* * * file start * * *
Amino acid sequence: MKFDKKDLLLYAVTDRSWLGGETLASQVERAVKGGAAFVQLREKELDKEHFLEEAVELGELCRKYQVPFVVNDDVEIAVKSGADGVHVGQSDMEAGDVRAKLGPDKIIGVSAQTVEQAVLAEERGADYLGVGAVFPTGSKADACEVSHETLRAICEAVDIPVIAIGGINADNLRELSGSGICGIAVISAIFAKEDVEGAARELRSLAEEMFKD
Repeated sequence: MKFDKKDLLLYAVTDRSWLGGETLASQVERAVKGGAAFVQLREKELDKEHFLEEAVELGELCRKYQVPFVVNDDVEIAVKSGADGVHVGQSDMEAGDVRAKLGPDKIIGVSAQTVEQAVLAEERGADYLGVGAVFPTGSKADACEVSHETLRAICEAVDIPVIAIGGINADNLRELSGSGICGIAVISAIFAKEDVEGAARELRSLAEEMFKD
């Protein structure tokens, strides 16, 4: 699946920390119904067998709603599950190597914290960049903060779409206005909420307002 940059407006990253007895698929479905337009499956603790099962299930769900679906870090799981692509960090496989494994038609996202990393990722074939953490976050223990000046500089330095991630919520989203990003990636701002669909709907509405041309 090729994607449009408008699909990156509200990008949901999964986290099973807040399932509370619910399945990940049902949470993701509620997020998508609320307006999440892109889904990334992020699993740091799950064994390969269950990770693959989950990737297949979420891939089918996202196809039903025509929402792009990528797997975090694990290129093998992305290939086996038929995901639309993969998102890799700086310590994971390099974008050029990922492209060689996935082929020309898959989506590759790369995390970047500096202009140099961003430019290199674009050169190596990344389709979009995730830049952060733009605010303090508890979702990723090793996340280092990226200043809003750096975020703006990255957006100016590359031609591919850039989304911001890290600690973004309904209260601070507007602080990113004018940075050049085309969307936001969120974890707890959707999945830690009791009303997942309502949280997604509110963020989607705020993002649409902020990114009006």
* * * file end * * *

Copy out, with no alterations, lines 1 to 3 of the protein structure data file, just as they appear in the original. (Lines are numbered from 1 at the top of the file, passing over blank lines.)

Amino acid sequence: MKFDKKDLLLYAVTDRSWLGGETLASQVERAVKGGAAFVQLREKELDKEHFLEEAVELGELCRKYQVPFVVNDDVEIAVKSGADGVHVGQSDMEAGDVRAKLGPDKIIGVSAQTVEQAVLAEERGADYLGVGAVFPTGSKADACEVSHETLRAICEAVDIPVIAIGGINADNLRELSGSGICGIAVISAIFAKEDVEGAARELRSLAEEMFKD
Repeated sequence: MKFDKKDLLLYAVTDRSWLGGETLASQVERAVKGGAAFVQLREKELDKEHFLEEAVELGELCRKYQVPFVVNDDVEIAVKSGADGVHVGQSDMEAGDVRAKLGPDKIIGVSAQTVEQAVLAEERGADYLGVGAVFPTGSKADACEVSHETLRAICEAVDIPVIAIGGINADNLRELSGSGICGIAVISAIFAKEDVEGAARELRSLAEEMFKD
């Protein structure tokens, strides 16, 4: 699946920390119904067998709603599950190597914290960049903060779409206005909420307002 940059407006990253007895698929479905337009499956603790099962299930769900679906870090799981692509960090496989494994038609996202990393990722074939953490976050223990000046500089330095991630919520989203990003990636701002669909709907509405041309 090729994607449009408008699909990156509200990008949901999964986290099973807040399932509370619910399945990940049902949470993701509620997020998508609320307006999440892109889904990334992020699993740091799950064994390969269950990770693959989950990737297949979420891939089918996202196809039903025509929402792009990528797997975090694990290129093998992305290939086996038929995901639309993969998102890799700086310590994971390099974008050029990922492209060689996935082929020309898959989506590759790369995390970047500096202009140099961003430019290199674009050169190596990344389709979009995730830049952060733009605010303090508890979702990723090793996340280092990226200043809003750096975020703006990255957006100016590359031609591919850039989304911001890290600690973004309904209260601070507007602080990113004018940075050049085309969307936001969120974890707890959707999945830690009791009303997942309502949280997604509110963020989607705020993002649409902020990114009006």